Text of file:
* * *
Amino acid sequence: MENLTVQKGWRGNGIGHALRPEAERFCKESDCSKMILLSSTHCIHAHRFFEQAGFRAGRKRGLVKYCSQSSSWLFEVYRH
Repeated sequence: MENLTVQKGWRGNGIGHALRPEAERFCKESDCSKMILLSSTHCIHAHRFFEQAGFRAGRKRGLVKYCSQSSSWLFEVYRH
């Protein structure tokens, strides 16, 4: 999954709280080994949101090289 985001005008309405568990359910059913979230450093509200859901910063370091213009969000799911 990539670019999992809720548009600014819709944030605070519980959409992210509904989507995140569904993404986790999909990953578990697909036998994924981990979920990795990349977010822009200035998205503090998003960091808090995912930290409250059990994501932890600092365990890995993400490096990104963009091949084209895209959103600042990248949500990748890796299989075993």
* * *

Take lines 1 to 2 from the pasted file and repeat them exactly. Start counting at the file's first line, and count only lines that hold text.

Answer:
Amino acid sequence: MENLTVQKGWRGNGIGHALRPEAERFCKESDCSKMILLSSTHCIHAHRFFEQAGFRAGRKRGLVKYCSQSSSWLFEVYRH
Repeated sequence: MENLTVQKGWRGNGIGHALRPEAERFCKESDCSKMILLSSTHCIHAHRFFEQAGFRAGRKRGLVKYCSQSSSWLFEVYRH